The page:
Aerobic fitness and muscle density play a vital role in postoperative complications in colorectal cancer surgery

Anne C.M. Cuijpers*, Bart C. Bongers, Aniek F.J.M. Heldens, Martijn J.L. Bours, Nico L.U. van Meeteren, Laurents P.S. Stassen, Tim Lubbers

*Corresponding author for this work

Research output: Contribution to journalArticleAcademicpeer-review

1 Citation (Scopus)
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Abstract

Background and Objectives: To assess the association of preoperative aerobic fitness and body composition variables with a patient's resilience to the development and impact of postoperative complications after elective colorectal cancer (CRC) surgery. Methods: Preoperative aerobic fitness was assessed by steep ramp test performance. Preoperative body composition was assessed by muscle mass and density determined from preoperative computed tomography scan analysis at the L3-level. Complication development and severity was graded according to Clavien-Dindo. Complication impact was assessed by the time to recovery of physical functioning after complications. Multivariable logistic regression analyses adjusted for age, sex, comorbidities and tumour location was performed. Results: Of 238 included patients, 96 (40.3%) developed postoperative complications. Better preoperative aerobic fitness decreased the likelihood to develop complications, independent of muscle mass (odds ratio [OR]: 0.55, 95% confidence interval [CI]: 0.35−0.85) or muscle density (OR: 0.57, 95% CI: 0.36−0.89). A prolonged time to recovery following complications was associated with lower preoperative muscle density (OR: 4.14, 95% CI: 1.28−13.41), independent of aerobic fitness. Conclusions: Lower aerobic fitness increases the risk of complication development, while low muscle density seems associated with a prolonged recovery from complications. Aerobic fitness and muscle density could be valuable additives to preoperative risk assessment.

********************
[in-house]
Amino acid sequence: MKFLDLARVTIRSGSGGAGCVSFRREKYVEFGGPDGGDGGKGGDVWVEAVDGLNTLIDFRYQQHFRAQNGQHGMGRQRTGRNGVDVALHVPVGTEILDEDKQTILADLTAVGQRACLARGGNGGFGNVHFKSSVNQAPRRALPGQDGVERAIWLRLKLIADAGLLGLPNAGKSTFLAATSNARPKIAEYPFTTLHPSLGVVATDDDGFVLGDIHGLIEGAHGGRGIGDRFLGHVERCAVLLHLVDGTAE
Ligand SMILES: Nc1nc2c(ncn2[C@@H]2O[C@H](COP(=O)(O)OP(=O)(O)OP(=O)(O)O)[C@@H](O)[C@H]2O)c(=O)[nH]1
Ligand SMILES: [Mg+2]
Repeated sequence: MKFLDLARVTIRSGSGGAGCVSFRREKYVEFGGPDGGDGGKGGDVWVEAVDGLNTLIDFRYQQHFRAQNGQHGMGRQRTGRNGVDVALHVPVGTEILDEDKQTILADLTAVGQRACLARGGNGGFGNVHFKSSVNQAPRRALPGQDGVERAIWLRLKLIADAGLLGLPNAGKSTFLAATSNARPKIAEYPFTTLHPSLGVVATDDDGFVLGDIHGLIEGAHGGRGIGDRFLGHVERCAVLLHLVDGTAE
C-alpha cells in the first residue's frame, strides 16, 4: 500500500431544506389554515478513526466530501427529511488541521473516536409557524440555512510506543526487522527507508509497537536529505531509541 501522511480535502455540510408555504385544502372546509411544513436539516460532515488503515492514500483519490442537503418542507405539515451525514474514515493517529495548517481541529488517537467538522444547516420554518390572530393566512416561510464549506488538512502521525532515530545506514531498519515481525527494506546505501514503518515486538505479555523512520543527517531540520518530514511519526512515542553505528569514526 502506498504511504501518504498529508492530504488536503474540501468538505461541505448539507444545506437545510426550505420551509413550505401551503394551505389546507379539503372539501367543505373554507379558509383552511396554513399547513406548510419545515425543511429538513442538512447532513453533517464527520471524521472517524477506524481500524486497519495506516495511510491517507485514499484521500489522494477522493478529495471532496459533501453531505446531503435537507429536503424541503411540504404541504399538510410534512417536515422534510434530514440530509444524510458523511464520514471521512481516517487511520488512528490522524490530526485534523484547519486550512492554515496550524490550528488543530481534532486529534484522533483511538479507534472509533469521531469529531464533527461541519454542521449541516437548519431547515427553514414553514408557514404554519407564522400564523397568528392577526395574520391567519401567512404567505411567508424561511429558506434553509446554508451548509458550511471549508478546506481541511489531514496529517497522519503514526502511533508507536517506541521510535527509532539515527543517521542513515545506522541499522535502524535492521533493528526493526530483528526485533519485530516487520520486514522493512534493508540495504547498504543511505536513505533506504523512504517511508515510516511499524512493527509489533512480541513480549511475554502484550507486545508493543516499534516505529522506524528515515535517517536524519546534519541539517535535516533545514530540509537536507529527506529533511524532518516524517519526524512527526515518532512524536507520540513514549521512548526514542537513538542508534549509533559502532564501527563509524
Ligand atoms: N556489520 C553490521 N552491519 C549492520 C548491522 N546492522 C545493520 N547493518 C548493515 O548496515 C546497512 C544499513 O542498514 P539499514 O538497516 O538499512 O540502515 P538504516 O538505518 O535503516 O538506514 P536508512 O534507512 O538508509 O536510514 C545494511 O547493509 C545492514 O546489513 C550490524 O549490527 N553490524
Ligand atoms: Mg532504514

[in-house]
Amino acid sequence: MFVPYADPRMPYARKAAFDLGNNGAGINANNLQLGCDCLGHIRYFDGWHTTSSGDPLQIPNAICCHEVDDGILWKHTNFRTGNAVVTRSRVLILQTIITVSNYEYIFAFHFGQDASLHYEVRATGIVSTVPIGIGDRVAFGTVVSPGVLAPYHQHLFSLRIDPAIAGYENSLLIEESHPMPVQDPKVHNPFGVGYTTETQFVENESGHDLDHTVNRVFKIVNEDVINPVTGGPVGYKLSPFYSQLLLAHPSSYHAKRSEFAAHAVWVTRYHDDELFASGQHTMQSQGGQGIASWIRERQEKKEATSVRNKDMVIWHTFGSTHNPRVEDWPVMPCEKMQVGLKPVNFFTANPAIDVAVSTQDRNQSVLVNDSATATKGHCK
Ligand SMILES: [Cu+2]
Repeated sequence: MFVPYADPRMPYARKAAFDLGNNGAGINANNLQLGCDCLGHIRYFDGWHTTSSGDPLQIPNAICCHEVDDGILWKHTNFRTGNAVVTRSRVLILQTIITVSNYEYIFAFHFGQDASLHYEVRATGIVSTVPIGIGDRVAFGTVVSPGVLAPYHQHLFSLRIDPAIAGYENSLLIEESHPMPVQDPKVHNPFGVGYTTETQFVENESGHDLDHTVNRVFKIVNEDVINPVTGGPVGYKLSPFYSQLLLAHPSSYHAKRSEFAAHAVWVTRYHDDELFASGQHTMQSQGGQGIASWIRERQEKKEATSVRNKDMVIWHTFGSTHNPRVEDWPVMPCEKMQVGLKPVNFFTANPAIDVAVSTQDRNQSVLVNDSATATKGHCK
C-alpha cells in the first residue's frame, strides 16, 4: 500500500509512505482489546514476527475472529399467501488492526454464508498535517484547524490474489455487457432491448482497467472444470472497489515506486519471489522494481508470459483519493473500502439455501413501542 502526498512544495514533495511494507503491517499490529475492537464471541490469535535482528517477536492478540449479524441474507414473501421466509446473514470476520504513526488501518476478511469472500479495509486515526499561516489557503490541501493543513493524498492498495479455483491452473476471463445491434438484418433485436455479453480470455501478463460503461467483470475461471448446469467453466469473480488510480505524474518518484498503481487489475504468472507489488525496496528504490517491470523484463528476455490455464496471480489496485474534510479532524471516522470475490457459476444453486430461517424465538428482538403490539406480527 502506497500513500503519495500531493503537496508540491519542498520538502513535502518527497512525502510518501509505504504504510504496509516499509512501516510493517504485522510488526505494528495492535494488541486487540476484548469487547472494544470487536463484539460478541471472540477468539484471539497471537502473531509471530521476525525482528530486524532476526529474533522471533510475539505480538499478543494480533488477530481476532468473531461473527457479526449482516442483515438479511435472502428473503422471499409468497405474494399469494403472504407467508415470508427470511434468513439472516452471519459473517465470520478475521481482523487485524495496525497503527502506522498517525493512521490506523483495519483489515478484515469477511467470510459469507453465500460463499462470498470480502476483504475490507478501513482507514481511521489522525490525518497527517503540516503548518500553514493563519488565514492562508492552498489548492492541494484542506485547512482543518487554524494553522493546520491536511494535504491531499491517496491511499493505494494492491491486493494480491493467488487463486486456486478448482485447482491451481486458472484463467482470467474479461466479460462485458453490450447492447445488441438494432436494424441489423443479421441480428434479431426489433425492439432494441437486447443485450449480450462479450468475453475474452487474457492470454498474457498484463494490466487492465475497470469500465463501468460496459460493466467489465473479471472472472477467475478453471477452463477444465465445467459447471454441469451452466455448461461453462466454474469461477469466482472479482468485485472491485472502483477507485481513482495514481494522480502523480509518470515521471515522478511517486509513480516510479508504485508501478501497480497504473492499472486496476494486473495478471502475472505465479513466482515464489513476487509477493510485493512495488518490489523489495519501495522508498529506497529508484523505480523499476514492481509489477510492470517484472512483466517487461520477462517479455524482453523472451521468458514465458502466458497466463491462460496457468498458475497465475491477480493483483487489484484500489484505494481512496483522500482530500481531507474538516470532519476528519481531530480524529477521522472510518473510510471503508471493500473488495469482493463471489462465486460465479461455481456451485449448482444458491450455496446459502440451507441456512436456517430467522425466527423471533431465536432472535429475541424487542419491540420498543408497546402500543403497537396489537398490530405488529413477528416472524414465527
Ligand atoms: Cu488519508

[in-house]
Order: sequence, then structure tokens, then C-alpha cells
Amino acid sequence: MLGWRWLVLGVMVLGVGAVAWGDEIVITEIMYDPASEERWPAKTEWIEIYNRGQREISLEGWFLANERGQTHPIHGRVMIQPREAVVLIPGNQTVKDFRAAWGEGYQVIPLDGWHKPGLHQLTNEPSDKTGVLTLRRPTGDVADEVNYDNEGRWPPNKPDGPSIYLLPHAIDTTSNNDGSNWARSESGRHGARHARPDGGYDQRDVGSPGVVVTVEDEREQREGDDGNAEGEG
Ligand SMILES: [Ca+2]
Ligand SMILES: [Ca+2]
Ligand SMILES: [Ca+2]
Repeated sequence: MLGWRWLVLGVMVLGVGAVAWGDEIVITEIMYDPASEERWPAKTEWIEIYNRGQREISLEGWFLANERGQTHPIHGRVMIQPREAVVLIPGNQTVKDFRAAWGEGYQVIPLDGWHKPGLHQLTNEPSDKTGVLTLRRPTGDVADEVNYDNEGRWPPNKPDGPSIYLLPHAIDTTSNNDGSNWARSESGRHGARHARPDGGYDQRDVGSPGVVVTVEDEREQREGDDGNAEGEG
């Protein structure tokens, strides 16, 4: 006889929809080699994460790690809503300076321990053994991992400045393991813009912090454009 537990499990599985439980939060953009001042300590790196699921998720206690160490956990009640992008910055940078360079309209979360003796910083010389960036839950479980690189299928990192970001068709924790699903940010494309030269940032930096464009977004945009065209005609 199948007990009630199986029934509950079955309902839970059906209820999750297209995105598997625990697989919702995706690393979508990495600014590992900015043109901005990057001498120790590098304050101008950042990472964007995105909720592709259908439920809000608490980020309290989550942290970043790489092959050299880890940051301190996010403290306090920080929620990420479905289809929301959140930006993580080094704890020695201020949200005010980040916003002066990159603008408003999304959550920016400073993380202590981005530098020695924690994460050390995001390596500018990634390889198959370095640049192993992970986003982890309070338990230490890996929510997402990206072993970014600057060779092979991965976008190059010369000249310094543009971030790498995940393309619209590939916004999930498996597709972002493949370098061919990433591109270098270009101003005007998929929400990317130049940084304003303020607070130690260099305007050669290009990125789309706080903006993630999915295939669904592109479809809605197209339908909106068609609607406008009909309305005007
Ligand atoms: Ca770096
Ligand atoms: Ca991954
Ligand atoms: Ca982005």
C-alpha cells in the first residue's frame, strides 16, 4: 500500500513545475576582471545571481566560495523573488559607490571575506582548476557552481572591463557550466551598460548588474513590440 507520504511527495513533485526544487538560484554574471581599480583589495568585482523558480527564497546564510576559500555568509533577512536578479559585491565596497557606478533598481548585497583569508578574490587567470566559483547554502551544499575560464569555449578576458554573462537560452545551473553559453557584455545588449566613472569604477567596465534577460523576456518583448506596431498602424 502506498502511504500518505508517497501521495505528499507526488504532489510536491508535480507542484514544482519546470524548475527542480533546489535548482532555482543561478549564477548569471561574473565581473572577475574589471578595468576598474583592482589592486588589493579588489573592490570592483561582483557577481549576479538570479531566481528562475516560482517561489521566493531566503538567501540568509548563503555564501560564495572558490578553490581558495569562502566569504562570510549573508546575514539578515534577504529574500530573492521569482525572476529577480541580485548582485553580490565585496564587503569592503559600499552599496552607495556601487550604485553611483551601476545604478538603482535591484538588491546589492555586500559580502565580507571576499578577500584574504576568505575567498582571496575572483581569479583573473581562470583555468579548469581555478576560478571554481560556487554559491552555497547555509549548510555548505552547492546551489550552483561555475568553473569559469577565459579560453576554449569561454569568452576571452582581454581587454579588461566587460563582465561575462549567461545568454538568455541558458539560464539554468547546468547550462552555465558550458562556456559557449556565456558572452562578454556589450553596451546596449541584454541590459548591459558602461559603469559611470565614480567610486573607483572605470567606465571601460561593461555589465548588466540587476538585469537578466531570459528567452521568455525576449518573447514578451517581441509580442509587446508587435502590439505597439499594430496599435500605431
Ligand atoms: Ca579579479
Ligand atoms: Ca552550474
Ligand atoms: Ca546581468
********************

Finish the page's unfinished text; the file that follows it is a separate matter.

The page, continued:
Original languageEnglish
Pages (from-to)1013-1023
Number of pages11
JournalJournal of Surgical Oncology
Volume125
Issue number6
DOIs
Publication statusAccepted/In press - 11 Feb 2022

Bibliographical note

Funding Information:
This study is part of a larger project, the public−private partnership project (PROCLINA), which is co‐funded by an unconditional research grant from Medical Research Data Management (MRDM), as well as by the Ministry of Economic Affairs by means of a PPP Allowance made available by Health~Holland, Top Sector Life Sciences & Health (LSH M17073). Health~Holland encourages innovative research by financially supporting public−private partnerships in the life sciences and health sector, with the aim of developing sustainable and innovative products and services. The consortium has made agreements about the intellectual property (IP) related to the knowledge and products that will be developed in the project. The funding sources had no role in the study design; in the collection, analysis and interpretation of data; in the writing of the report; or in the decision to submit the paper for publication.

Publisher Copyright:
© 2022 The Authors. Journal of Surgical Oncology published by Wiley Periodicals LLC

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